NASA satellite finds crashed Indian Moon lander AFP

James Marshall
December 3, 2019

The Chandrayaan 2 Vikram lander was aiming for a smooth plain, some 600 kilometers from the south pole.

In September, India attempted to become only the fourth country to soft-land on the moon, but the Indian Space Research Organization lost touch with Vikram as it neared the lunar surface.

NASA released an image taken by its Lunar Reconnaissance Orbiter (LRO) that showed the site of the spacecraft's impact (September 6 in India and September 7 in the US) and associated debris field, with parts scattered over nearly two dozen locations spanning several kilometers. Blue dots locate disturbed soil, likely where small bits of the spacecraft churned up the regolith (moon soil). "Green dots indicate spacecraft debris".

Today (Dec. 2), the team that runs the Lunar Reconnaissance Orbiter Camera (LROC) instrument released images taken on November 11 that show how the spacecraft has changed the surface of the moon. But in that image, someone named Shanmuga Subramanian spotted one extraordinarily bright pixel and reached out to the LROC team, according to a NASA statement released today.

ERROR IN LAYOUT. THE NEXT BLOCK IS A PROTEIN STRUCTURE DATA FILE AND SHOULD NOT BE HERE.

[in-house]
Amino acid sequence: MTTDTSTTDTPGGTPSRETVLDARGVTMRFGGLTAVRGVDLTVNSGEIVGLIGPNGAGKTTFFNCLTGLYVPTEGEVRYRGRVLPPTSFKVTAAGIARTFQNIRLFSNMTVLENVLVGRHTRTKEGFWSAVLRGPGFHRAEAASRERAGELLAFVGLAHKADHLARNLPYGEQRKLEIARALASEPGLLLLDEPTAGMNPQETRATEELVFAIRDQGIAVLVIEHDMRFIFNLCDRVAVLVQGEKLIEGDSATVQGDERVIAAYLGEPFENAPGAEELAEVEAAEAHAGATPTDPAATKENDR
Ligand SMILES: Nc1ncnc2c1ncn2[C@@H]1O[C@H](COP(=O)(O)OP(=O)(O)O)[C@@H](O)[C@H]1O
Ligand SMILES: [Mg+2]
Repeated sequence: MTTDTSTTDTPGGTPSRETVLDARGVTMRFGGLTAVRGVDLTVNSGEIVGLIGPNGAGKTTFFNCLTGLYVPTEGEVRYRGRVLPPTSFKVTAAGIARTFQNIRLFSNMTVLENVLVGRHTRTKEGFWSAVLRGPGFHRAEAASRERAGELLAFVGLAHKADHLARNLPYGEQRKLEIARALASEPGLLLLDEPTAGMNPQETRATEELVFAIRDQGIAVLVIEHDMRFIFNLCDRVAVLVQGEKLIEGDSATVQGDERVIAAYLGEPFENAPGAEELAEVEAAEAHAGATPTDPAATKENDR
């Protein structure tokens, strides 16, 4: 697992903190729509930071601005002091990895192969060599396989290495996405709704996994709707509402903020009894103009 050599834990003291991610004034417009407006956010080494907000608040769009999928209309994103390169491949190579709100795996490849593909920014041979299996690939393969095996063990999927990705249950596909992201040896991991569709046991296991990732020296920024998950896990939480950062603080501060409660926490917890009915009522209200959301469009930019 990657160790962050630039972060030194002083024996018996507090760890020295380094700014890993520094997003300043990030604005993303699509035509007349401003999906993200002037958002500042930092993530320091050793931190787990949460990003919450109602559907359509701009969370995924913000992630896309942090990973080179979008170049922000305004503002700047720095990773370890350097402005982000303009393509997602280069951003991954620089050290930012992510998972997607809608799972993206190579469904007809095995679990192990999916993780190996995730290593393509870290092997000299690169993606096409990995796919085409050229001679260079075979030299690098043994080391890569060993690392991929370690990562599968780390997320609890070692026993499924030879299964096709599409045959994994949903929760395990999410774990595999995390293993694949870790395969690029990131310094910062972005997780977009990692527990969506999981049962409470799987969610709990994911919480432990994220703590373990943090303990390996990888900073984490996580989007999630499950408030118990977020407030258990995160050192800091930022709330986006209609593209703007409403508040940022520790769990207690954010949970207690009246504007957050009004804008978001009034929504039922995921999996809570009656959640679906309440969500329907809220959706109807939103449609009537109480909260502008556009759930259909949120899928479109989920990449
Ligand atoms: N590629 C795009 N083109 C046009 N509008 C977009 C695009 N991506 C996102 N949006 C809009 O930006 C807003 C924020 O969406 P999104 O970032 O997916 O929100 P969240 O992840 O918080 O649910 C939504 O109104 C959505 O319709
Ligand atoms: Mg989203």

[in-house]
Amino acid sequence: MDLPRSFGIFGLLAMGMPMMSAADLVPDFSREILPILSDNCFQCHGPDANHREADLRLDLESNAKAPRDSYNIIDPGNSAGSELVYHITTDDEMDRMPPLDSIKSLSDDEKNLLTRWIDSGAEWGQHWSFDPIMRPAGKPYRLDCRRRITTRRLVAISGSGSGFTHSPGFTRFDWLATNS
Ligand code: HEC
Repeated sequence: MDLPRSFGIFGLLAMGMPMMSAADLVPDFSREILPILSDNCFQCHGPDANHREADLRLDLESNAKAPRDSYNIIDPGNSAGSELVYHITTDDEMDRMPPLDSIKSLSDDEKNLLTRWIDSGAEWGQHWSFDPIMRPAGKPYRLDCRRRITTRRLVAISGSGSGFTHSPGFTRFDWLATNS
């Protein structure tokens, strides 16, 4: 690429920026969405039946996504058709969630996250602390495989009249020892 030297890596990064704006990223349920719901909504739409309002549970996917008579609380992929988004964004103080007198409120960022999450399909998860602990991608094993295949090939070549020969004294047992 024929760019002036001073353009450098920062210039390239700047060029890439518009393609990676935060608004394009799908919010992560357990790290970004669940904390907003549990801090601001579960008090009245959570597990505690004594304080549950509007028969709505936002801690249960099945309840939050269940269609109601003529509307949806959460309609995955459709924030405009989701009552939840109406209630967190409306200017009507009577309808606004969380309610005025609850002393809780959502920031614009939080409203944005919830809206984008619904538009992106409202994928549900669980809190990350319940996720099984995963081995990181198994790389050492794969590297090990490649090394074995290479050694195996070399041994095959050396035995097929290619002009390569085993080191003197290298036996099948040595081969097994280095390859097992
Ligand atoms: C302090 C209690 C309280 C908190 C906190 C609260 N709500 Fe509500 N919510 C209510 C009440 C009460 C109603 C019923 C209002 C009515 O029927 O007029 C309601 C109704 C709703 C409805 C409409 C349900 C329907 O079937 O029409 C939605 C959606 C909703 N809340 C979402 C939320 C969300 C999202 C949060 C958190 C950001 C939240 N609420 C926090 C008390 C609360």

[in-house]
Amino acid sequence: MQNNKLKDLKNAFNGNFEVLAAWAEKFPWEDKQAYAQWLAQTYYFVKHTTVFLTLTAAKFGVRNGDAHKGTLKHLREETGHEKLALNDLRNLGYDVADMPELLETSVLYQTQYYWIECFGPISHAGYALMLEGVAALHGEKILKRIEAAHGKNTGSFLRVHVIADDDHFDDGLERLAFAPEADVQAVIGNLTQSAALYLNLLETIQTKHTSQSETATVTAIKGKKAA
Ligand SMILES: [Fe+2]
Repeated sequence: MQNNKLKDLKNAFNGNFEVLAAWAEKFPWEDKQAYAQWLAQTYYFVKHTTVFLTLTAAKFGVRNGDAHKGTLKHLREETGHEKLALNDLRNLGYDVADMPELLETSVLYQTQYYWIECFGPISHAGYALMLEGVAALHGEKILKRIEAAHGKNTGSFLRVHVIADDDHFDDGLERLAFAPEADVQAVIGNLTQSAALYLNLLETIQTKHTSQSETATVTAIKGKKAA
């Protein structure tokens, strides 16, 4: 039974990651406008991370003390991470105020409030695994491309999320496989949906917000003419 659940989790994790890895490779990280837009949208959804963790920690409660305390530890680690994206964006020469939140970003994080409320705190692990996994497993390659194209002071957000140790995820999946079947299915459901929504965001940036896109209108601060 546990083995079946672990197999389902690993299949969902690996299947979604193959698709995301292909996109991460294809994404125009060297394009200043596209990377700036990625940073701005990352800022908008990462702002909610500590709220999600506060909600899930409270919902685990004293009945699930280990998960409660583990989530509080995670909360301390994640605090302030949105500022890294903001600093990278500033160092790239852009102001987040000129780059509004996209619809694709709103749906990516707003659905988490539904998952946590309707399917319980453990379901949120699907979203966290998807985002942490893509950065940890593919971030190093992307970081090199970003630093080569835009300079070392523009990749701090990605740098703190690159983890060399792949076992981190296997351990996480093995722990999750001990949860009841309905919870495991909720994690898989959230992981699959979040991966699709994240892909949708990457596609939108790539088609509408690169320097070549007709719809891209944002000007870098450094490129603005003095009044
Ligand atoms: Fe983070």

"Shanmuga Subramanian contacted the LRO project with positive identification of debris". The debris was confirmed by comparing before and after images of the site, NASA said. "See the first mosaic of the impact site".

"Vikram", named after Dr Vikram A Sarabhai, the father of the Indian Space Programme, was created to execute a soft-landing on the lunar surface, and to function for one lunar day, which is equivalent to about 14 earth days. The LROC team scoured the surrounding area in these new mosaics and found the impact site and associated debris field. "The November mosaic had the best pixel scale (0.7 meter) and lighting conditions (72° incidence angle)", it said. The debris, first located by Shanmuga, is about 750 metre northwest of the crash site. The images also showed the associated debris field.

That tipoff, plus images with better lighting and resolution taken in mid-October and on November 11, gave LROC specialists the details they needed to map the full scope of the surface changes caused by the hard landing.

Other reports by Click Lancashire

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